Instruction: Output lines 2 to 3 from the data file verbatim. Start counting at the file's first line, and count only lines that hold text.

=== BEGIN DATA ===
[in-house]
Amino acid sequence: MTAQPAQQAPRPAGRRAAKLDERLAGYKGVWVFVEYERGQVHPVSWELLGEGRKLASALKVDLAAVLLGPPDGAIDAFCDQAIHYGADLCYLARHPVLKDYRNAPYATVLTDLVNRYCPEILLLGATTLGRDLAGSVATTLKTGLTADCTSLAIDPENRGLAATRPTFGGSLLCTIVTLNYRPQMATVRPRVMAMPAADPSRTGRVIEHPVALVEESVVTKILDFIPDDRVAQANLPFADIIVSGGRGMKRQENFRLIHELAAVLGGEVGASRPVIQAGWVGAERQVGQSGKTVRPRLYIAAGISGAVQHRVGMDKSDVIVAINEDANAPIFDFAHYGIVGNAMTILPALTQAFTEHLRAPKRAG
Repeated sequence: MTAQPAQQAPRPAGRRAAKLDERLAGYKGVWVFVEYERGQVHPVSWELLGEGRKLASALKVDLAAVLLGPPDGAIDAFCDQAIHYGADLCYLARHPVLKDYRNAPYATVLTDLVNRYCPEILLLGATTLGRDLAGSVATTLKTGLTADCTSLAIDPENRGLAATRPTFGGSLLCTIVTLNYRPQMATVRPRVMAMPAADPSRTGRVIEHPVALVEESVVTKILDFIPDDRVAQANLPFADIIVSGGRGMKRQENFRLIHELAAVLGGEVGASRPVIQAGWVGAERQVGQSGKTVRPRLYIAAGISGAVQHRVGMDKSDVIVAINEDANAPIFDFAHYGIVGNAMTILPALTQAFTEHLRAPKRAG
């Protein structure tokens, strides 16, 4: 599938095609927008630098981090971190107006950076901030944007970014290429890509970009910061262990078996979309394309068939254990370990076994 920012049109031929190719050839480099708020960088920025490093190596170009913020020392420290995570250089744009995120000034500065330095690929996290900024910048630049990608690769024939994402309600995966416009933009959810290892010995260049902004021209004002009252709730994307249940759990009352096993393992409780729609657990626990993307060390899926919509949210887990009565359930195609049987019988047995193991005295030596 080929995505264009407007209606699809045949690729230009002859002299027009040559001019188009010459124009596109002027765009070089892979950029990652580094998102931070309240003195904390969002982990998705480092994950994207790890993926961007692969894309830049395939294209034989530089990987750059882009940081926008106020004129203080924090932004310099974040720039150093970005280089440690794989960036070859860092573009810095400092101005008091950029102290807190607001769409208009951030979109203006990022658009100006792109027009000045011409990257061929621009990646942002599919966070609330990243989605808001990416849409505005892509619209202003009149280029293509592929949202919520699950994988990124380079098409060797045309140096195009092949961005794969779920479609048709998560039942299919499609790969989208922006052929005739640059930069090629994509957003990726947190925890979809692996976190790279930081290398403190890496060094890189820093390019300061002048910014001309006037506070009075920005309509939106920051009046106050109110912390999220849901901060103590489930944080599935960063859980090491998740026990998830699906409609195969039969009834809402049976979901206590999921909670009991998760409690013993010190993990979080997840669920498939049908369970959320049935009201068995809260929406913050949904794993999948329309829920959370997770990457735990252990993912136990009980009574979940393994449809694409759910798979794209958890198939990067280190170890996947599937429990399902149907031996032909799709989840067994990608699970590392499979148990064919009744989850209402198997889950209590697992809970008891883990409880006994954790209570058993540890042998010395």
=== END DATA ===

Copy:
Amino acid sequence: MTAQPAQQAPRPAGRRAAKLDERLAGYKGVWVFVEYERGQVHPVSWELLGEGRKLASALKVDLAAVLLGPPDGAIDAFCDQAIHYGADLCYLARHPVLKDYRNAPYATVLTDLVNRYCPEILLLGATTLGRDLAGSVATTLKTGLTADCTSLAIDPENRGLAATRPTFGGSLLCTIVTLNYRPQMATVRPRVMAMPAADPSRTGRVIEHPVALVEESVVTKILDFIPDDRVAQANLPFADIIVSGGRGMKRQENFRLIHELAAVLGGEVGASRPVIQAGWVGAERQVGQSGKTVRPRLYIAAGISGAVQHRVGMDKSDVIVAINEDANAPIFDFAHYGIVGNAMTILPALTQAFTEHLRAPKRAG
Repeated sequence: MTAQPAQQAPRPAGRRAAKLDERLAGYKGVWVFVEYERGQVHPVSWELLGEGRKLASALKVDLAAVLLGPPDGAIDAFCDQAIHYGADLCYLARHPVLKDYRNAPYATVLTDLVNRYCPEILLLGATTLGRDLAGSVATTLKTGLTADCTSLAIDPENRGLAATRPTFGGSLLCTIVTLNYRPQMATVRPRVMAMPAADPSRTGRVIEHPVALVEESVVTKILDFIPDDRVAQANLPFADIIVSGGRGMKRQENFRLIHELAAVLGGEVGASRPVIQAGWVGAERQVGQSGKTVRPRLYIAAGISGAVQHRVGMDKSDVIVAINEDANAPIFDFAHYGIVGNAMTILPALTQAFTEHLRAPKRAG